GB Technique: Pressure vs Distance Passing with Prof Marcio Feitosa

This week on GB Technique we compare 2 of the major styles of guard passing – pressure passing and distance passing – as taught by Prof Marcio Feitosa.
Not all guard passes operate on the same principle – yes, all guard passes require getting past your opponent’s legs and stabilizing the top position – but the means of accomplishing this goal can be quite different. Pressure passing involves close body contact with the guard player, applying your body weight to prevent them from moving their hips, and usually making your opponent uncomfortable and forced to give up their guard position.
Distance Passing, by comparison, involves preventing the guard player from getting control grips and hooks, standing beyond the reach of the opponent, and taking advantage of the standing guard passer’s superior speed and mobility. Let’s take a look at these concepts in action.
Pressure Passing
Knee slice guard pass
Prof Marcio Feitosa teaches one of the most popular pressure passes – a heavy knee that splits the guard player’s legs and keeps them flat on their back with pressure.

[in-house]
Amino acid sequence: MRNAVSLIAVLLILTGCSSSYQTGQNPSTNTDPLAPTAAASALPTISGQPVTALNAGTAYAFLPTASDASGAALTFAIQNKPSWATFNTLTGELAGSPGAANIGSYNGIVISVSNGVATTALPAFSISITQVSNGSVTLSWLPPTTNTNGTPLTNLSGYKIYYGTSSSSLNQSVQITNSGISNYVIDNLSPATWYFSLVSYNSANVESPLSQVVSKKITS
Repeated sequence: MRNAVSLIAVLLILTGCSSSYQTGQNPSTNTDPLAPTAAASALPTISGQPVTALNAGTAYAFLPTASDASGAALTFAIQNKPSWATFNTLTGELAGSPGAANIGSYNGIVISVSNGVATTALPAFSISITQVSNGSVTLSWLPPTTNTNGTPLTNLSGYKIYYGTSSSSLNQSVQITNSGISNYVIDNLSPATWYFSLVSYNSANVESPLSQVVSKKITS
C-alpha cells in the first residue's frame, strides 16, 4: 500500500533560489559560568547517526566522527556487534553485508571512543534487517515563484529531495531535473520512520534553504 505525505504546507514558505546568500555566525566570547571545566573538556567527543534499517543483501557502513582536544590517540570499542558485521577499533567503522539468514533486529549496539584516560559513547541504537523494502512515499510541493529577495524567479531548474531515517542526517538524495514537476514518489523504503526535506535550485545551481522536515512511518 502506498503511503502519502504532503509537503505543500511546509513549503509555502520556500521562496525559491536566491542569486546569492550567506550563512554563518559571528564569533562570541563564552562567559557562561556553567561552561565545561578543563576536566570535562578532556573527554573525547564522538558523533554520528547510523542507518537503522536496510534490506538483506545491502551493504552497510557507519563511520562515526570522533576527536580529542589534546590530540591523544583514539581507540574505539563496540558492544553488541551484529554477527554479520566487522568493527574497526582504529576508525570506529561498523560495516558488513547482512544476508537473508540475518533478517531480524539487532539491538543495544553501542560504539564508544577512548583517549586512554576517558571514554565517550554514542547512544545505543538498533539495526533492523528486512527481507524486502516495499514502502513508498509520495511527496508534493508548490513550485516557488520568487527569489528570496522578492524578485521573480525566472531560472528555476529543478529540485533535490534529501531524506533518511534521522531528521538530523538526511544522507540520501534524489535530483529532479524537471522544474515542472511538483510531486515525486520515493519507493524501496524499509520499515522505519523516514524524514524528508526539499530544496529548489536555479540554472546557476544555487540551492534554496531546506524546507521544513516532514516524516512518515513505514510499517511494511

Body lock guard passing
This might be one of the best ways to illustrate the concept of applying one’s body weight and top pressure to control the guard player’s movement and control the hips.
Distance Passing
Toreando Bullfighter Pass
This example might be the best way to illustrate the distance passing concepts. Avoiding the opponent entangling your legs, breaking grips, and using your side-to-side movement to beat your opponent’s legs.
Standing open guard pass
In this tutorial, Prof Marcio DOES utilize pressure with his knee on the opponent’s hips when he is in a standing base. But the body contact is minimal and the emphasis in the past is on avoiding the hooks and grips of the guard player
What is your favorite style of guard passing?
See also on GB Technique:
GB Technique:  Passing Different Guard Styles
Writer: Mark Mullen, Gracie Barra Black Belt